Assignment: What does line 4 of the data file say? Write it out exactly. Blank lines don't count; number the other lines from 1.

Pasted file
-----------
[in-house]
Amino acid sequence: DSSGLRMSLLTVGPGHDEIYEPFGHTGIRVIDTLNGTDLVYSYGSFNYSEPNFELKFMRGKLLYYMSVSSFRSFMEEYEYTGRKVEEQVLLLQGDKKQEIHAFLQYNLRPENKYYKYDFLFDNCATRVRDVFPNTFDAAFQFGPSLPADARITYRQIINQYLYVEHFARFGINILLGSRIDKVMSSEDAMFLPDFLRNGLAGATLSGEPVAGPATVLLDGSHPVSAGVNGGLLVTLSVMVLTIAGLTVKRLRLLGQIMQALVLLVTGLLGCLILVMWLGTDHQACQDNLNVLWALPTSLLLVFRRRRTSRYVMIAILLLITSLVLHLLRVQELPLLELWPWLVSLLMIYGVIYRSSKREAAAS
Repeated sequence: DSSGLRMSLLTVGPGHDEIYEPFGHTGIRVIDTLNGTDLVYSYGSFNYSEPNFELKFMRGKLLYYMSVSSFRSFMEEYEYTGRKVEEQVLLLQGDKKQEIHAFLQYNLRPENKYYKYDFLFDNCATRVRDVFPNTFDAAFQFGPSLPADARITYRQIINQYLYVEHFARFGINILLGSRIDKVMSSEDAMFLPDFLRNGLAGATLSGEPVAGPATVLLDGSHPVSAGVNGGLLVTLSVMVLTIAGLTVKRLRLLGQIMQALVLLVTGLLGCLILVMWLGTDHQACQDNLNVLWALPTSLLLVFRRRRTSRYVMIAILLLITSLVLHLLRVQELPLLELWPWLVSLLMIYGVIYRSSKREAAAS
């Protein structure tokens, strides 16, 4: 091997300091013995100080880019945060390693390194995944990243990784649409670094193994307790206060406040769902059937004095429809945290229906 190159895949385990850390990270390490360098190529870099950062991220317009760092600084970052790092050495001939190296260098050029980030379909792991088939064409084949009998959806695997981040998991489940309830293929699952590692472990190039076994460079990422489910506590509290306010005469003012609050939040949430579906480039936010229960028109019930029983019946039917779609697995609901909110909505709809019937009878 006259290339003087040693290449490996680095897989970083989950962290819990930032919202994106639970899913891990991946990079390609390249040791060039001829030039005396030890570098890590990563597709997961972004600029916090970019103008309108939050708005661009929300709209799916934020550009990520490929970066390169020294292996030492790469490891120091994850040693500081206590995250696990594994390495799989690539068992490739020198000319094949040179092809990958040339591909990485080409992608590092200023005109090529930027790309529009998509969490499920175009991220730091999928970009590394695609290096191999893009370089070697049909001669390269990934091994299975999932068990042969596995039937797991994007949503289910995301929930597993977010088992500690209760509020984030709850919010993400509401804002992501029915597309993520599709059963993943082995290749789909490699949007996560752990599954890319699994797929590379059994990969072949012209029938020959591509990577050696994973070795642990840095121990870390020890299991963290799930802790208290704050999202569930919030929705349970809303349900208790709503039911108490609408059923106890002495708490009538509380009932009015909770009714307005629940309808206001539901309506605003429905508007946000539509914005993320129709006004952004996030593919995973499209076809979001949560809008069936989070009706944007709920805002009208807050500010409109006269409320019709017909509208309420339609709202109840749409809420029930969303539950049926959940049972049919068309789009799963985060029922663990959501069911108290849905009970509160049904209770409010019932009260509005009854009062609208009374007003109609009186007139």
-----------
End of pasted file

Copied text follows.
């Protein structure tokens, strides 16, 4: 091997300091013995100080880019945060390693390194995944990243990784649409670094193994307790206060406040769902059937004095429809945290229906 190159895949385990850390990270390490360098190529870099950062991220317009760092600084970052790092050495001939190296260098050029980030379909792991088939064409084949009998959806695997981040998991489940309830293929699952590692472990190039076994460079990422489910506590509290306010005469003012609050939040949430579906480039936010229960028109019930029983019946039917779609697995609901909110909505709809019937009878 006259290339003087040693290449490996680095897989970083989950962290819990930032919202994106639970899913891990991946990079390609390249040791060039001829030039005396030890570098890590990563597709997961972004600029916090970019103008309108939050708005661009929300709209799916934020550009990520490929970066390169020294292996030492790469490891120091994850040693500081206590995250696990594994390495799989690539068992490739020198000319094949040179092809990958040339591909990485080409992608590092200023005109090529930027790309529009998509969490499920175009991220730091999928970009590394695609290096191999893009370089070697049909001669390269990934091994299975999932068990042969596995039937797991994007949503289910995301929930597993977010088992500690209760509020984030709850919010993400509401804002992501029915597309993520599709059963993943082995290749789909490699949007996560752990599954890319699994797929590379059994990969072949012209029938020959591509990577050696994973070795642990840095121990870390020890299991963290799930802790208290704050999202569930919030929705349970809303349900208790709503039911108490609408059923106890002495708490009538509380009932009015909770009714307005629940309808206001539901309506605003429905508007946000539509914005993320129709006004952004996030593919995973499209076809979001949560809008069936989070009706944007709920805002009208807050500010409109006269409320019709017909509208309420339609709202109840749409809420029930969303539950049926959940049972049919068309789009799963985060029922663990959501069911108290849905009970509160049904209770409010019932009260509005009854009062609208009374007003109609009186007139």